Avoiding Income Stagnation requires individual investigation

Political Issues
Our Democratic Federalist Republic?
 Should Tea Party Share Its Tea? 
Is Politics About the Money? 

Why is Poverty Controversial?


Was the 2016 Election the Most Out-of-Whack in US History

pop vote chart v 2



Election 2016 Demographics



Young-Adult Voting: An Analysis of Presidential Elections, 1964–2012



A lot of nonvoters are mad at the election results. If only there were something they could have done!

voter Turnout BI Graphic

Global Political Freedom Index



The Era of Distortion 2004 D Brooks sees the Internet Heard before Facebook

UN  Details Its Failure to Stop 1995 Bosnian Massacre Finally Clinton overruled larger Western Europe's large Democracies and the massacre ended.


Plato on Community



Book Reviews

"The Audacity of Hope" by Barack Obama

from Roger Darlington

When this bestselling book was first published in 2006, Barack Obama had spent just two years as a United States Senator, the only African American in the upper chamber; by the time I read it in the summer of 2008, he was the presumptive Democratic nominee in the presidential election and the favorite for the White House. The title comes from a sermon by Obama's then pastor Rev Jeremiah Wright whom the politician was forced to repudiate in the course of the Democratic primary, while the sub-title is "Thoughts on reclaiming the American dream".

Whereas Obama's first book "Dreams From My Father" was biographical and written almost in the style of a novel, this later work is essentially a set of nine political essays - over 360 pages covering Republicans and Democrats, values, the US Constitution, politics, opportunity, faith, race, the wider world, and family - although there are many personal anecdotes and the style is remarkably fluent. The overall impression is of a thoughtful, perceptive, measured and caring politician who in American terms is refreshingly liberal and empathetic. This is a man who life experiences ensure that he understands poverty in the USA and in the world and sides with the disposed and the powerless.















"Hard Choices" by Hillary Rodham Clinton

from Roger Darlington

This is quite a tome: some 600 pag

He sees government more as part of the solution than the problem, favors provision of healthcare and abortion rights, backs affirmative action for minorities and trade union representation for workers, wants greater investment in education, science and technology, and energy independence, and believes than America should be less autocratic abroad and more willing to talk to opponents as well as allies. But he supports the death penalty in limited circumstances, understands the cultural meaning of guns in rural communities, and generally shows respect for the views of his political opponents. There is little detail to his policies but he sets out his principles very clearly and eloquently. His main theme is "the gap between the magnitude of our challenges and the smallness of our politics - the ease with which we are distracted by the petty and trivial, our chronic avoidance of tough decisions, and our seeming inability to build a working consensus to tackle any big problem".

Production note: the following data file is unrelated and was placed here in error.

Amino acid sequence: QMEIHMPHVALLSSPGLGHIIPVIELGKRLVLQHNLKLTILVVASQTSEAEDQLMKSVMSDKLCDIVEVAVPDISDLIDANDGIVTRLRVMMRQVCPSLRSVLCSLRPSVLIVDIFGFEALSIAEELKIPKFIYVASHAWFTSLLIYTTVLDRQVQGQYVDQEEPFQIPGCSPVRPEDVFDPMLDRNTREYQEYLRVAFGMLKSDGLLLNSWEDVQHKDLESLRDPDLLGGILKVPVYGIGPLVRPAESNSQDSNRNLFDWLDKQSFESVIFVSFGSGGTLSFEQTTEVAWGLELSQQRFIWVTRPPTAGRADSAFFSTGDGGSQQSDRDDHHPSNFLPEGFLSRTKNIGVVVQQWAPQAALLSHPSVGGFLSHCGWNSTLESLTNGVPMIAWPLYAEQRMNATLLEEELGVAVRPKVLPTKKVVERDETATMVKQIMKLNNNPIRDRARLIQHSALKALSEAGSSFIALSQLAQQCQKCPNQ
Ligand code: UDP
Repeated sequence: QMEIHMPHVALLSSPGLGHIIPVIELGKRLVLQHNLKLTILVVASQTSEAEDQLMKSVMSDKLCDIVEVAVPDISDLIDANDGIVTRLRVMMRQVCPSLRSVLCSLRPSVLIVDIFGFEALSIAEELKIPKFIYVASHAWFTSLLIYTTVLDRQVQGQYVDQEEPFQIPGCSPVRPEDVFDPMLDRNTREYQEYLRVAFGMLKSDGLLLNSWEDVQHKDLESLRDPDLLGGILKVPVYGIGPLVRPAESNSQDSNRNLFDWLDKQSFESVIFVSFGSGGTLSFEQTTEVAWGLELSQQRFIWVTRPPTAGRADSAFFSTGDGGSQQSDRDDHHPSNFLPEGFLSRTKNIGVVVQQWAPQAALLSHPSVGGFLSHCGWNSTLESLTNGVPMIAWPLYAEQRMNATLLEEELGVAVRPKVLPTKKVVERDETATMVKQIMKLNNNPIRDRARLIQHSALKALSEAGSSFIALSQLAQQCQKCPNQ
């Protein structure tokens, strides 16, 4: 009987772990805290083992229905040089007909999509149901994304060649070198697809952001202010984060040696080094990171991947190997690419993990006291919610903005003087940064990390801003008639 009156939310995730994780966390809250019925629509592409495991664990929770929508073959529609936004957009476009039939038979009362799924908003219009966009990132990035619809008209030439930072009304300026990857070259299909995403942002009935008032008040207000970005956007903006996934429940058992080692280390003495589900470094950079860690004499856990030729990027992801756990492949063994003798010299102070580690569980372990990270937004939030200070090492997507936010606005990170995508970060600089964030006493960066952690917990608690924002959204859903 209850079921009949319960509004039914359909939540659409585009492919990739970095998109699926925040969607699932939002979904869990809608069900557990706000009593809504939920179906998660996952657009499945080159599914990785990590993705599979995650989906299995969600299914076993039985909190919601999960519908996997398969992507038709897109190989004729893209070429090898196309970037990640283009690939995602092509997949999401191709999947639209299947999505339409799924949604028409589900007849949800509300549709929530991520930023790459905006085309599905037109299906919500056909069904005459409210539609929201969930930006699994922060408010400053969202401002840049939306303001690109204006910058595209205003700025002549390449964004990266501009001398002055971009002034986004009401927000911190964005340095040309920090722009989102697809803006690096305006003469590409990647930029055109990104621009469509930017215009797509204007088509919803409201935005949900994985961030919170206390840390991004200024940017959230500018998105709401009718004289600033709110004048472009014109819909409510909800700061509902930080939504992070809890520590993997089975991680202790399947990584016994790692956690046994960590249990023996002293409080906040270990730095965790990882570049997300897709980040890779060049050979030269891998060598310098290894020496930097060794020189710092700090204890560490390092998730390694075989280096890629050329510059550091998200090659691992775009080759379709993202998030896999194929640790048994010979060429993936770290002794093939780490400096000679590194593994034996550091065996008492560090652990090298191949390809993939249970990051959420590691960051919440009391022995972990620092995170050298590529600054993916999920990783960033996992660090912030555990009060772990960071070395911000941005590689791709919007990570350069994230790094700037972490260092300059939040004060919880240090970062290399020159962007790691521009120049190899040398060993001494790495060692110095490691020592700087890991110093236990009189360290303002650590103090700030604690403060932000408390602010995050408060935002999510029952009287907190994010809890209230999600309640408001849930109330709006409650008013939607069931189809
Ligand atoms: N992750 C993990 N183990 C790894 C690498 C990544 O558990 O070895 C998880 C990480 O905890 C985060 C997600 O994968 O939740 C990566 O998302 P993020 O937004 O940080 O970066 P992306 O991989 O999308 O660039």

For a top level politician, his frankness is astonishing - he admits at different times in his life to "a chronic restlessness", "self-indulgence and self-destructiveness", and a "style of communicating that can be rambling, hesitant and overly verbose", and even acknowledges that "of all the areas of my life, it is in my capacities as a husband and father that I entertain the most doubt". What drives him? "My fierce ambitions might have been fueled by my father - by my knowledge of his achievements and failures, by my unspoken desire to somehow earn his love, and by my resentment and anger toward him".

es (thankfully no footnotes or end notes). But it covers a lot of ground: the four years (2009-2013) that Hillary Clinton spent as Secretary of State during the first term of the Barack Obama presidency. Her natural abilities, plus a book team of three, ensure that it is well-written, informative and thoughtful, but there are no significant differences of opinion with Obama or criticisms of world leaders because Clinton is keeping her options open for a run at the presidency in 2016. Will she run? She simply states" "I haven't decided yet". I hope she does and I hope she wins. This was my position before reading her memoir and my view is simply reinforced by reading the book.

When Clinton failed to win the Democratic primary race against Obama, she famously declared: “Although we weren’t able to shatter that highest, hardest glass ceiling this time, thanks to you, it’s got about 18 million cracks in it”. When Obama won the presidential contest, she had no interest in becoming Vice-President and every intention of returning to the Senate. Then, when Obama invited her to become Secretary of State, she was “floored”, turned it down, and took two weeks to be persuaded.